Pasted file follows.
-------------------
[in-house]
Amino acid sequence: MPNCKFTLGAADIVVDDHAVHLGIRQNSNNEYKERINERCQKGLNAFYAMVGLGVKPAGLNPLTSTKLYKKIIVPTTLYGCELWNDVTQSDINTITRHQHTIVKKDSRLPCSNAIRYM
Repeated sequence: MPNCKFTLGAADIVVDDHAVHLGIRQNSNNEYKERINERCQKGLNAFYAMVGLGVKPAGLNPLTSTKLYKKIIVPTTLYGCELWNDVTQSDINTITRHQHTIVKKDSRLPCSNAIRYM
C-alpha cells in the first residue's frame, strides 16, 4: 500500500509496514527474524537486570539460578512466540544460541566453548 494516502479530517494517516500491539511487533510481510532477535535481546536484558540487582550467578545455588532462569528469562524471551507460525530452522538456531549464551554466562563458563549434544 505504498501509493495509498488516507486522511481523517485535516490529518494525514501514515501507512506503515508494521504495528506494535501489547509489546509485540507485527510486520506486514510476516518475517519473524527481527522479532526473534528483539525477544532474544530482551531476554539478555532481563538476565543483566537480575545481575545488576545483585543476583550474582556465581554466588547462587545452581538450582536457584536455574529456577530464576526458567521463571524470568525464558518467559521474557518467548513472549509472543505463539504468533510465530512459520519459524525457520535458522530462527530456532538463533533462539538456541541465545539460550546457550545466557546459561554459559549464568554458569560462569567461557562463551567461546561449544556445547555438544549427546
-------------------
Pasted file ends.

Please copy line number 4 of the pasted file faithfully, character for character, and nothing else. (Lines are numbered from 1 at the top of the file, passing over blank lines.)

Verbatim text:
C-alpha cells in the first residue's frame, strides 16, 4: 500500500509496514527474524537486570539460578512466540544460541566453548 494516502479530517494517516500491539511487533510481510532477535535481546536484558540487582550467578545455588532462569528469562524471551507460525530452522538456531549464551554466562563458563549434544 505504498501509493495509498488516507486522511481523517485535516490529518494525514501514515501507512506503515508494521504495528506494535501489547509489546509485540507485527510486520506486514510476516518475517519473524527481527522479532526473534528483539525477544532474544530482551531476554539478555532481563538476565543483566537480575545481575545488576545483585543476583550474582556465581554466588547462587545452581538450582536457584536455574529456577530464576526458567521463571524470568525464558518467559521474557518467548513472549509472543505463539504468533510465530512459520519459524525457520535458522530462527530456532538463533533462539538456541541465545539460550546457550545466557546459561554459559549464568554458569560462569567461557562463551567461546561449544556445547555438544549427546